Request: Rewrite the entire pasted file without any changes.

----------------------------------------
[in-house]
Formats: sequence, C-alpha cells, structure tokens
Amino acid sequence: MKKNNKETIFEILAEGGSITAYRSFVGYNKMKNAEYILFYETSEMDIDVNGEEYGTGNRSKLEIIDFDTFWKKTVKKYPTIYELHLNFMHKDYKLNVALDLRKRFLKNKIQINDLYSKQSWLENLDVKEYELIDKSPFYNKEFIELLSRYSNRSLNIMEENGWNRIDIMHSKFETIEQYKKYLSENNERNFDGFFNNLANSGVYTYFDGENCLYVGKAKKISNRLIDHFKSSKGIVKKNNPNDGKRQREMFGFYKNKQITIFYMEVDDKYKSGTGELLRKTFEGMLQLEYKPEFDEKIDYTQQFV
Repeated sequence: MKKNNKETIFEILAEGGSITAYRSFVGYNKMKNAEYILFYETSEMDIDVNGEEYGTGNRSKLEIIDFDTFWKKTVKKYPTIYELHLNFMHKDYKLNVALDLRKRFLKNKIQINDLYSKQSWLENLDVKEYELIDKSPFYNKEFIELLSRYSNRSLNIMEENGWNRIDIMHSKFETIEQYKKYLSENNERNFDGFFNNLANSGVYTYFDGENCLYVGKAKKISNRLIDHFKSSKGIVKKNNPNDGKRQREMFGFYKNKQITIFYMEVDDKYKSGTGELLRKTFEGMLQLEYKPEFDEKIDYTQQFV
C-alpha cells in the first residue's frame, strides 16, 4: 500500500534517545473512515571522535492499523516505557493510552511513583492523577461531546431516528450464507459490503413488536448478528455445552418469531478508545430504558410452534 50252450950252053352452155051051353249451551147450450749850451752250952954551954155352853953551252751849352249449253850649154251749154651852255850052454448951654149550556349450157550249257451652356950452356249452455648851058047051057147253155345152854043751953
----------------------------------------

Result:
[in-house]
Formats: sequence, C-alpha cells, structure tokens
Amino acid sequence: MKKNNKETIFEILAEGGSITAYRSFVGYNKMKNAEYILFYETSEMDIDVNGEEYGTGNRSKLEIIDFDTFWKKTVKKYPTIYELHLNFMHKDYKLNVALDLRKRFLKNKIQINDLYSKQSWLENLDVKEYELIDKSPFYNKEFIELLSRYSNRSLNIMEENGWNRIDIMHSKFETIEQYKKYLSENNERNFDGFFNNLANSGVYTYFDGENCLYVGKAKKISNRLIDHFKSSKGIVKKNNPNDGKRQREMFGFYKNKQITIFYMEVDDKYKSGTGELLRKTFEGMLQLEYKPEFDEKIDYTQQFV
Repeated sequence: MKKNNKETIFEILAEGGSITAYRSFVGYNKMKNAEYILFYETSEMDIDVNGEEYGTGNRSKLEIIDFDTFWKKTVKKYPTIYELHLNFMHKDYKLNVALDLRKRFLKNKIQINDLYSKQSWLENLDVKEYELIDKSPFYNKEFIELLSRYSNRSLNIMEENGWNRIDIMHSKFETIEQYKKYLSENNERNFDGFFNNLANSGVYTYFDGENCLYVGKAKKISNRLIDHFKSSKGIVKKNNPNDGKRQREMFGFYKNKQITIFYMEVDDKYKSGTGELLRKTFEGMLQLEYKPEFDEKIDYTQQFV
C-alpha cells in the first residue's frame, strides 16, 4: 500500500534517545473512515571522535492499523516505557493510552511513583492523577461531546431516528450464507459490503413488536448478528455445552418469531478508545430504558410452534 50252450950252053352452155051051353249451551147450450749850451752250952954551954155352853953551252751849352249449253850649154251749154651852255850052454448951654149550556349450157550249257451652356950452356249452455648851058047051057147253155345152854043751953